Ancestry.com

Discussion in 'Education & Learning' started by Von Jones, Feb 17, 2015.

  1. Von Jones

    Von Jones Veteran Member
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    I haven't renewed my membership to Ancestry.com but I plan to. If you ever were curious about your family or your spouse's family or any one's heritage Ancestry.com is the place to start. My mom and other family members began a genealogy tree of her side of the family. I decided to research my dad. I didn't know my father very well as I had some idea about him that I wanted to have confirmed. Unfortunately, his side of the family was quite secretive so I didn't get very far. I must say that he was a very mysterious man himself. I have a big problem with the 'not knowing.'

    You see commercials and some programs on television about how celebrities trace their heritage, doesn't it make you curious?
     
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  2. Mal Campbell

    Mal Campbell Well-Known Member
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    Yes, I'm very curious. My maiden name is Campbell, so obviously, somewhere along the line, my father's family came from Scotland. I have a lot of the stereotypical Scottish traits, so I'd love to find out more about it. My mother's people have English and Welsh names, so it would seem that they should have been enemies at some point.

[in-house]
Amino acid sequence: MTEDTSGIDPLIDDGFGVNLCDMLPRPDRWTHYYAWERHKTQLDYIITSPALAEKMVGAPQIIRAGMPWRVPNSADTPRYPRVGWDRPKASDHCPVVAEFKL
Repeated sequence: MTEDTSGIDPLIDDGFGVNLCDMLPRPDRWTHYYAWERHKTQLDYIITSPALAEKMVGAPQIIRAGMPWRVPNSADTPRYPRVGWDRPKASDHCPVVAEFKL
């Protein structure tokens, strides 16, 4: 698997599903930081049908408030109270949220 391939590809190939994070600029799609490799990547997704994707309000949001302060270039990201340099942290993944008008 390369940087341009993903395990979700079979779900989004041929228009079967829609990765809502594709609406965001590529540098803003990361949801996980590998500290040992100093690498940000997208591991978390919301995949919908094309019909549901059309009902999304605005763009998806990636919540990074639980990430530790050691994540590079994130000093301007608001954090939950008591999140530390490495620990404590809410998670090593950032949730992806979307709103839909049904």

I have a cousin (my father's, brother's daughter - also a Campbell) who went to Ireland on vacation. She was in a small town, in a shop that sold tartans, and she innocently asked for the Campbell tartan. Little did she know, about 600 years before, the Campbells had raided the town, raping and pillaging as they went. The store keepers started yelling and screaming out her, and literally shoved her out of the store, where all the ruckus drew the attention of the other townsfolk. Once they learned that she was a Campbell, she was "shown the door" and took her cue to leave town.

    Anyway, I'd love to find out when my "people" came here. I know my father's family settled in the western part of Virginia, in the middle of the Appalachian Mountains, while my mother's family settled in the Tidewater area of Virginia.

    What are your experiences with Ancestry.com. Has it been helpful in your research? Have you found out anything about your father's family? Do you recommend it? How much does it cost?
     
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  3. Von Jones